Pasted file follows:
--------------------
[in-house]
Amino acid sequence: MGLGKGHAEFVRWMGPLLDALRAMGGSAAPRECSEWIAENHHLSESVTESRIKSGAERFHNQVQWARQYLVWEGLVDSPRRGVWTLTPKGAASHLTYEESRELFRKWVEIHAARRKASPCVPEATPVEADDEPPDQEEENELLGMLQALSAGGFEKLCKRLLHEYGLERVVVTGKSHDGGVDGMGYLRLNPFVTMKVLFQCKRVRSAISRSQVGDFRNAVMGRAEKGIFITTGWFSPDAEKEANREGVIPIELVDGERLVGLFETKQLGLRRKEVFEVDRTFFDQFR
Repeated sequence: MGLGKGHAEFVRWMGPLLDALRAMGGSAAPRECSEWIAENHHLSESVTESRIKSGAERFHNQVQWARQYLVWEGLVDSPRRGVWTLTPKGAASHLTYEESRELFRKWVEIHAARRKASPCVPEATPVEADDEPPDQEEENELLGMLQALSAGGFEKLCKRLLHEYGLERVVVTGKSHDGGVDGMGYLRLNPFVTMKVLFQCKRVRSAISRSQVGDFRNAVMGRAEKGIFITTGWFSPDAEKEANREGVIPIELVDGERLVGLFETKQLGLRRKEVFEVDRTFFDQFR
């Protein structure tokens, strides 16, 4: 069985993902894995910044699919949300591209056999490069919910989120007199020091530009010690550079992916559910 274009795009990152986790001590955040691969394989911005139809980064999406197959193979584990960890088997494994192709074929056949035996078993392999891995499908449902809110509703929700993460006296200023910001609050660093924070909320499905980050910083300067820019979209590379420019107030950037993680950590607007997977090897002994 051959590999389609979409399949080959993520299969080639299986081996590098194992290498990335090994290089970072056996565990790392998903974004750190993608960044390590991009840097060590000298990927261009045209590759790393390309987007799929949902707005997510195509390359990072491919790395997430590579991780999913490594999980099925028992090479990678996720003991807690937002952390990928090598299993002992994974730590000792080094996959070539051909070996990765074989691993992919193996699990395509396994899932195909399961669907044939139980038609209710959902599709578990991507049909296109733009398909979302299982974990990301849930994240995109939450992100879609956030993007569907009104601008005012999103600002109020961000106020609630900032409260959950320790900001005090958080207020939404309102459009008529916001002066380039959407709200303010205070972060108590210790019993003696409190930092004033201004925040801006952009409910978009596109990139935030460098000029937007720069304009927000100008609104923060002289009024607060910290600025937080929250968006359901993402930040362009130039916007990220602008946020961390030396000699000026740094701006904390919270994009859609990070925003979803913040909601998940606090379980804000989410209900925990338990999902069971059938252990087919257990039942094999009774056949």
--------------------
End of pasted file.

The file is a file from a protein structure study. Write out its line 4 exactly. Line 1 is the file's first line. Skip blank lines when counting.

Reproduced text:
């Protein structure tokens, strides 16, 4: 069985993902894995910044699919949300591209056999490069919910989120007199020091530009010690550079992916559910 274009795009990152986790001590955040691969394989911005139809980064999406197959193979584990960890088997494994192709074929056949035996078993392999891995499908449902809110509703929700993460006296200023910001609050660093924070909320499905980050910083300067820019979209590379420019107030950037993680950590607007997977090897002994 051959590999389609979409399949080959993520299969080639299986081996590098194992290498990335090994290089970072056996565990790392998903974004750190993608960044390590991009840097060590000298990927261009045209590759790393390309987007799929949902707005997510195509390359990072491919790395997430590579991780999913490594999980099925028992090479990678996720003991807690937002952390990928090598299993002992994974730590000792080094996959070539051909070996990765074989691993992919193996699990395509396994899932195909399961669907044939139980038609209710959902599709578990991507049909296109733009398909979302299982974990990301849930994240995109939450992100879609956030993007569907009104601008005012999103600002109020961000106020609630900032409260959950320790900001005090958080207020939404309102459009008529916001002066380039959407709200303010205070972060108590210790019993003696409190930092004033201004925040801006952009409910978009596109990139935030460098000029937007720069304009927000100008609104923060002289009024607060910290600025937080929250968006359901993402930040362009130039916007990220602008946020961390030396000699000026740094701006904390919270994009859609990070925003979803913040909601998940606090379980804000989410209900925990338990999902069971059938252990087919257990039942094999009774056949």